Char called the police and an officer arrived to the scene rather quickly. While we were waiting for the cop, I went back inside to let Bobby know what had happened. Bryan also looked concerned and I shared the incident with him.

Soon, Bobby and Bryan both made trips outside, to see the damage themselves and to also check out their own tires. Sure enough, there sat Char's vehicle, propped up on the two jacks that the criminals left behind. The thief (or thieves) even left the lugnuts behind!

As we were standing outside, I had a strange feeling of deja-vu. A few months back, DM challenged me to write a novel. I have about 35 pages of it complete. It is a murder, suspense story about two girls leaving karaoke and witnessing a murder in the parking lot. Yes, it is loosely based on our adventures at karaoke (mainly setting and stereotypical characters). All of a sudden, I found myself at the scene of a crime, surrounded by the 'Jovial karaoke host' and the 'Bartender/Bouncer', shaking my head in disbelief and awaiting the police to arrive and survey the damage.

Char handled the whole situation like a pro. She was calm, collected, and started to laugh. I guess there are times when the only thing you can do is laugh. We all joked about what happened; knowing it's not that funny, yet it was. It "sucks rock" that Char and Tom have to pay a deductible to get new tires, new brakes (when the car fell, one of the rotors landed on the jack), new rims, and minor body repair to their car. We all compared Maplewood, Minnesota to New York City, trying to figure out why someone would even bother with stealing tires. The weather was nice, but it wasn't nice enough to lay on the ground and take a couple of tires off a car at midnight. One of the things we kept saying was, "I can’t think of a better way to celebrate the Resurrection of Christ than to jack a couple of tires."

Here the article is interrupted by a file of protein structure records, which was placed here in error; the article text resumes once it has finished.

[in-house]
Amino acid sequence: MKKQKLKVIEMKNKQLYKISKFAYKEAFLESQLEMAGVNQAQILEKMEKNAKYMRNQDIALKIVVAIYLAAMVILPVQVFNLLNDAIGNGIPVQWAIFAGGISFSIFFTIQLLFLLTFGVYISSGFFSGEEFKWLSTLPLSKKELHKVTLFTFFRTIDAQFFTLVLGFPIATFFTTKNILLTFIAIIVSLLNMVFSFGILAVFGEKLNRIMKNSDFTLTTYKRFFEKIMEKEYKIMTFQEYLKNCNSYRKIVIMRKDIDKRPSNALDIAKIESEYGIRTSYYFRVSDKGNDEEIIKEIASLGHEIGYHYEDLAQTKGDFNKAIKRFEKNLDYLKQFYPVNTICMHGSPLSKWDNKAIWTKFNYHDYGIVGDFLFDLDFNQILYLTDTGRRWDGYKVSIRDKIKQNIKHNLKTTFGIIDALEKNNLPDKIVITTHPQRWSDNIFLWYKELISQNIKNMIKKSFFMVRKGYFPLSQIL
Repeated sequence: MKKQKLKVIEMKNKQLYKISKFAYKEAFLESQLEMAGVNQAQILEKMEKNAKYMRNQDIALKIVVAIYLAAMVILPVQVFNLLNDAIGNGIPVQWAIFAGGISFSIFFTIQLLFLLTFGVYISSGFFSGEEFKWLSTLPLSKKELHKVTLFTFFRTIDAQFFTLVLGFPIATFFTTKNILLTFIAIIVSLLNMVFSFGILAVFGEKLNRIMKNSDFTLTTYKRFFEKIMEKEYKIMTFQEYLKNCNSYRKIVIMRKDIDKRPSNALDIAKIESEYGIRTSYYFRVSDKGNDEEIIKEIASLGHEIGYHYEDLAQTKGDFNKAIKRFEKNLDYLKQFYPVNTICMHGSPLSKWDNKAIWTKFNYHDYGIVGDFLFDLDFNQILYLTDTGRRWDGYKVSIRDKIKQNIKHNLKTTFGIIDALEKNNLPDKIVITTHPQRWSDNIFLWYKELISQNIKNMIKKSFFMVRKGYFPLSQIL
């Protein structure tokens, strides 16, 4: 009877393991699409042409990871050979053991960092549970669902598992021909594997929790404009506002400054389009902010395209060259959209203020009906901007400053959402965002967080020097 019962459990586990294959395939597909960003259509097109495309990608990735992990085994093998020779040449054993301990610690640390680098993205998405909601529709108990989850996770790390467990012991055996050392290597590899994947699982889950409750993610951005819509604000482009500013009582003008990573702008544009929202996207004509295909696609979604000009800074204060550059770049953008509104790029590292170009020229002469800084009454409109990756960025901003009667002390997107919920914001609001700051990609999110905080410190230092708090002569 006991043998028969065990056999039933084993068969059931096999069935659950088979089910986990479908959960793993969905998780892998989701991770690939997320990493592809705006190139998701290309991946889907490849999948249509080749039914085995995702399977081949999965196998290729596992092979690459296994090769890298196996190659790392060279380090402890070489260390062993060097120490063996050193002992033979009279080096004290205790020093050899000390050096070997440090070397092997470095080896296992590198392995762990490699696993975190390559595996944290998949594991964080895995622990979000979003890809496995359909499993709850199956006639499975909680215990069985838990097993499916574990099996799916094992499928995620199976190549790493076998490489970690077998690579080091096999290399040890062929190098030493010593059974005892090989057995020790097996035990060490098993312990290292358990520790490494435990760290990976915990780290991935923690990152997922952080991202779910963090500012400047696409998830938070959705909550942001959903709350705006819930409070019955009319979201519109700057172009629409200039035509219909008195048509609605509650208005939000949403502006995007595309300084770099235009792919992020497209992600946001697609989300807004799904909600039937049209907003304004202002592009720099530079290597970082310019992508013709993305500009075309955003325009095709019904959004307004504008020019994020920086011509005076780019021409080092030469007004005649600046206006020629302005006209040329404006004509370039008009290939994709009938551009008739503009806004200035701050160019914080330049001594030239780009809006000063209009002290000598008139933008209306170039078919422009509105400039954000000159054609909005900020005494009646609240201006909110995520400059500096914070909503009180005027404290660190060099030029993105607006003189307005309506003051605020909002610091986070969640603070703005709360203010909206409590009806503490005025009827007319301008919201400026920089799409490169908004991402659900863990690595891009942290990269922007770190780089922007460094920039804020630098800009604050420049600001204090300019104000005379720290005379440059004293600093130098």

The officer arrived at the scene about the same time karaoke erupted. A bar down the road closed at 1 AM and all the drunks headed to The Chalet. Quite quickly, the volume inside The Chalet multiplied ten-fold. The officer, a nice "Boy in Blue" looked puzzled when Char told him that her tires had been stolen. He started the report and then got out of his squad car. Walking towards the front end of the vehicle, he grabbed his flashlight to take a look. "Sure enough, your tires are missing," he stated, oh so matter-of-fact.

A couple other regulars walked outside when the policeman arrived. We stood around talking to the cop for a few minutes and he made an observation, looking at one of the regulars and at Char. He pointed at the guy and said, "Where do I know you from?" This, of course, started the jokes. I can just imagine the jump one’s heart must take when an officer points and questions your identity. Char mentioned, "Well, imagine him like this [she puts her hands behind her head, fingers laced together]." The cop laughs and gives Char his card.

Was it just fitting that the officer who helped Char on Easter be named, "A. Gabriel?"

We headed back inside for the remainder of karaoke. We wanted to wait until the parking lot cleared out to see if we could find the last remaining lugnut on the ground. Liz kept telling Char, "I know it's not funny now, but think of the story you will always have!" Everyone was positive and sympathetic. We tried to joke about the 'Tire Fairy' who takes the tires but then replaces them. We joked that we just caught someone in the act of rotating Char’s tires. Unfortunately, none of these ideas were true, yet they helped lighten the mood. When the bar closed, we headed out to look for the lugnut. It was not found and then I drove DM home. Then I took Char and Tom out to at late night dinner and home to their place.

Char was able to get her car towed this morning to a shop near her home. The good news is that she was planning on getting new tires anyway. She had considered doing it this past weekend. She's quite happy she waited. And now she has a good story. Also, she was able to get medication for her allergic reaction and doesn't itch anymore.

Char was also able to leave a message for our supervisor explaining why she couldn't make it into work tonight. She told him, "I misplaced my tires." Needless to say, but I'm going to anyway, he was quite confused to get that message and then get a phone call from the tire company for her. We like to keep him on his toes.